The entente cordiale may not be at its height in Britain but it is, I am glad to say, flourishing among rugby writers. Last week most of us chose our Six Nations XV, based on form in the Championship which has just ended. Nothing new about that. What was new was that most of us (though not this one) included a good number of players from France and even the odd one from Italy in our final selection.
Even a decade ago, such eclecticism was confined to the French newspapers. Otherwise it would have been a boring exercise for them, because they would have had to confine themselves to France. But what used to be the British press's insularity did have a certain reason to it. This was that the Lions touring party was selected only from the Home Nations.
They used to be called the British Lions. Today the preferred title is British and Irish Lions. To some, this may be a welcome piece of accuracy. To others, it may be political correctness gone mad. But the older title was neither wholly irrational nor unconsciously imperialistic. For it is still, after all, the British Isles. And the Ireland side contain numerous representatives from what is still part of the United Kingdom in the north. Indeed, rugby is about the only activity, sporting or otherwise, in which Ireland is united.
What is fairly evident is that we shall not see the European Lions, or whatever animal is chosen to symbolise the continent; not, at any rate, in my lifetime. If there were such a touring party, the French speakers would presumably have to subordinate themselves to the English speakers; rather as, when the South Africans tour, the English speakers have to take second place to the speakers of Afrikaans, or did so until recently.
But the French have always put up with monolingual English-speaking referees, as they continue to do, with what I have always thought was a remarkable degree of toleration. Some years ago there was an outstanding ad hoc fixture at the old Twickenham stadium, when a European XV played a team from the southern hemisphere. The Europeans did not disgrace themselves, but the players from the southern hemisphere confirmed what was then their acknowledged superiority.
It is too early to say, as some commentators did after that gruelling France v England match, that the balance of rugby power has now shifted the other way. But changed it has. And, reluctant as I am to propose additional fixtures in an overcrowded year - for rugby, like football, now goes on for 12 months in one form or another - an annual match between Europe and the southern hemisphere would unquestionably be an interesting occasion.
For the moment, we have England's (in my view unnecessarily punishing) tour of Australia and New Zealand in the summer, and the Lions' tour of New Zealand next year. For both, the manager is Clive Woodward, England's head coach, as he prefers to call himself.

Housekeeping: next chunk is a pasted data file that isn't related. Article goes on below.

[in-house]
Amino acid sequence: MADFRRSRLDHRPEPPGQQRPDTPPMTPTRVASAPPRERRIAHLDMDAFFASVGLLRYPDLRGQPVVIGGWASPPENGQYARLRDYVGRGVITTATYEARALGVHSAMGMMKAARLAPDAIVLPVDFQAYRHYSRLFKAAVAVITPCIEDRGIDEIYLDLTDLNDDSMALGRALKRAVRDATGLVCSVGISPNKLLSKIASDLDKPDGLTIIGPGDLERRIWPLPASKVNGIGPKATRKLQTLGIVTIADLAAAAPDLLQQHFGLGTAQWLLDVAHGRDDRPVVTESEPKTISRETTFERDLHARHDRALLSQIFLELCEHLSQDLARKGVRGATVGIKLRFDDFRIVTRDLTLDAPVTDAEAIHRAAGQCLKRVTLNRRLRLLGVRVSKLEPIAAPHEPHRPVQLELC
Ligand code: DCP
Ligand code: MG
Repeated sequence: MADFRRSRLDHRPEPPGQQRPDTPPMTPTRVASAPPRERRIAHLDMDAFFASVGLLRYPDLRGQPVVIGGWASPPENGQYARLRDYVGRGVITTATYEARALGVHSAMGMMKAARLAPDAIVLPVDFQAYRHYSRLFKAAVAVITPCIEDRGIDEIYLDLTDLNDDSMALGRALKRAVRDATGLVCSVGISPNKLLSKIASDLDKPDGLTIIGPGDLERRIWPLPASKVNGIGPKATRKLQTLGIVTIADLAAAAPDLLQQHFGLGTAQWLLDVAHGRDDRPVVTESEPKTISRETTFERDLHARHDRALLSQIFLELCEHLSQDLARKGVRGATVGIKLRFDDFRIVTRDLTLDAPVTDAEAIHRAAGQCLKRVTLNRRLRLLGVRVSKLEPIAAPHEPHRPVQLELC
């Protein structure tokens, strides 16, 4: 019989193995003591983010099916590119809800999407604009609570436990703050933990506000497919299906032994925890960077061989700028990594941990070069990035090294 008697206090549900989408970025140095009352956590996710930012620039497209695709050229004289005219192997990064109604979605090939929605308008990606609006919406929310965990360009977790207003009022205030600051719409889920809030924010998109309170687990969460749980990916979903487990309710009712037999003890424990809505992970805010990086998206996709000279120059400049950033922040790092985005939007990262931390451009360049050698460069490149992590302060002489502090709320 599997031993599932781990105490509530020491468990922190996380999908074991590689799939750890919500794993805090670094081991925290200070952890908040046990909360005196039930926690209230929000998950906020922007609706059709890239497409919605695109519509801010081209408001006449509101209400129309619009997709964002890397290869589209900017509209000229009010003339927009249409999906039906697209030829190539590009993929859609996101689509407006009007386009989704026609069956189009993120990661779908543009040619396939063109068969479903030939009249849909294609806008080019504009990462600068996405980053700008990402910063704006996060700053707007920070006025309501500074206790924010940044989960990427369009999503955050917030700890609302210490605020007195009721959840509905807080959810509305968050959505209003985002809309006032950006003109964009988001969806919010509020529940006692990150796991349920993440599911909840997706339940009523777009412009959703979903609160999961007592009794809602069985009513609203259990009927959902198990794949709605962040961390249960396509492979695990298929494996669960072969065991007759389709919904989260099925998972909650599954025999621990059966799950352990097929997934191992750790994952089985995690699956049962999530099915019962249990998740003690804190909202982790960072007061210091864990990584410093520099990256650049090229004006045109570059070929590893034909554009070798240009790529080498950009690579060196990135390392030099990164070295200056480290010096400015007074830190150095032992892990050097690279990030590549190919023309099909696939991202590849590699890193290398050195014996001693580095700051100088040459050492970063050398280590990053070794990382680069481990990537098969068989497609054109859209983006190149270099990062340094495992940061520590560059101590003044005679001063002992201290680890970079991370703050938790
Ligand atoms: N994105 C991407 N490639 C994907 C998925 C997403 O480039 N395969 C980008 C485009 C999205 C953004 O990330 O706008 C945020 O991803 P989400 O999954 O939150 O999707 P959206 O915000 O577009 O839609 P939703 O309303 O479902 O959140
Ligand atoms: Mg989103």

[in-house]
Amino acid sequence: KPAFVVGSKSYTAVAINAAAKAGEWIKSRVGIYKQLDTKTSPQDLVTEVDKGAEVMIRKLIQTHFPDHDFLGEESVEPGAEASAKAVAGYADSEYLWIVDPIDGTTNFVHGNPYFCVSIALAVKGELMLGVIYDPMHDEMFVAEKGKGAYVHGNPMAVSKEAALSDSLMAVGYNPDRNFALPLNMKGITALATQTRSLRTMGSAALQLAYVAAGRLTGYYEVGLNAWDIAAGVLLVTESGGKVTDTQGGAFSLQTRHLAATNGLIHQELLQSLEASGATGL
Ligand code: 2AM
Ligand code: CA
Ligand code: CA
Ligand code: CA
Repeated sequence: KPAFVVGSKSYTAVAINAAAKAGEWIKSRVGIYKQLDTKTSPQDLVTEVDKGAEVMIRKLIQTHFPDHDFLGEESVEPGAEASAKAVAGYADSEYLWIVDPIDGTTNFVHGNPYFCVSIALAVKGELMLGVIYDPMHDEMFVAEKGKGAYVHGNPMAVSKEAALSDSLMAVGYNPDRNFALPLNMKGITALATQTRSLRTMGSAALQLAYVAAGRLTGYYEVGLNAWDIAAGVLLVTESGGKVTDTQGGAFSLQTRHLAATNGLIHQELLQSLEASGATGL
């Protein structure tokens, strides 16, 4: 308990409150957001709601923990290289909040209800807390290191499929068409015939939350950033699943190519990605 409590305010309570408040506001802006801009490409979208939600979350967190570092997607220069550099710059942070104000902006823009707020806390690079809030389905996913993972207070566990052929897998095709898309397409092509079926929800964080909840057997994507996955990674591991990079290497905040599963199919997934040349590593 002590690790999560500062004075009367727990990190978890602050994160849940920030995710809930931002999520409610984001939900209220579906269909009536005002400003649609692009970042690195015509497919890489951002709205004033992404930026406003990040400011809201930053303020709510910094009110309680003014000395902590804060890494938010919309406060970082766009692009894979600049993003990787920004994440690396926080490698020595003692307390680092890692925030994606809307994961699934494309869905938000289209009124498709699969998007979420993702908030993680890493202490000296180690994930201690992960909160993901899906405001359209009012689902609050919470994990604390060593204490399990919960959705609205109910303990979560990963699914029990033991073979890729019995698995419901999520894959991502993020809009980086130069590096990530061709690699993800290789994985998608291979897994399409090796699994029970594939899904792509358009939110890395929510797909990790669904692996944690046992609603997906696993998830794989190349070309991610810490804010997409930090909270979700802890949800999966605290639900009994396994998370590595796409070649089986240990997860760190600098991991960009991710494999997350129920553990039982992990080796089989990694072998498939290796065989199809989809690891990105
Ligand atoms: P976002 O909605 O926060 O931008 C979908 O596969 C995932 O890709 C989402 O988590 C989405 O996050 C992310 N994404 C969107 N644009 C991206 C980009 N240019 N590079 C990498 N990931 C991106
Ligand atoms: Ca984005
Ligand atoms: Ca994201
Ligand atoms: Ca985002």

The truth is that Woodward's appointment does not look quite such a bright idea as it did when it was made. In retrospect, he should have been the manager of the Lions in Australia in 2001 instead of Graham Henry, who has now returned from Wales to New Zealand and who then produced an unhappy party and contrived to lose a series he should have won. It is remarkable that Colin Charvis, Ben Cohen and Matt Dawson, to name only three, have recovered from their experiences on that trip as fully as they have.
Woodward looks as if he will be closer to Fran Cotton, whose management of the 1997 South African tour was much admired. Cotton was comparable to Doug Smith in New Zealand in 1971 and Syd Millar in South Africa in 1974. However, he took along more players than the last two, 35, and had better supporting facilities.
The new manager seems determined to outdo Cotton on both counts. He appears to want to box the national compass by appointing four subsidiary coaches, which is probably a good idea. He also wants to take a party of 40, to be divided between 20 for the Test side and 20 for the midweek side, which is almost certainly not such a good idea. He says that the reason for this is to break down the distinction between Test players and no-hopers. But it seems to me to produce the very effect which he says he is anxious to avoid.
We may be sure that he will be well organised. However, even two months ago we all thought he would be organising chiefly England players. No longer. The only players to secure 100 per cent support from my team-picking colleagues were Paul O'Connell and Gordon D'Arcy of Ireland. From Wales, Gareth Cooper, Stephen Jones and Shane Williams also showed up well. Woodward's men look likely to come from the whole of Great Britain and Ireland and not mainly from England.
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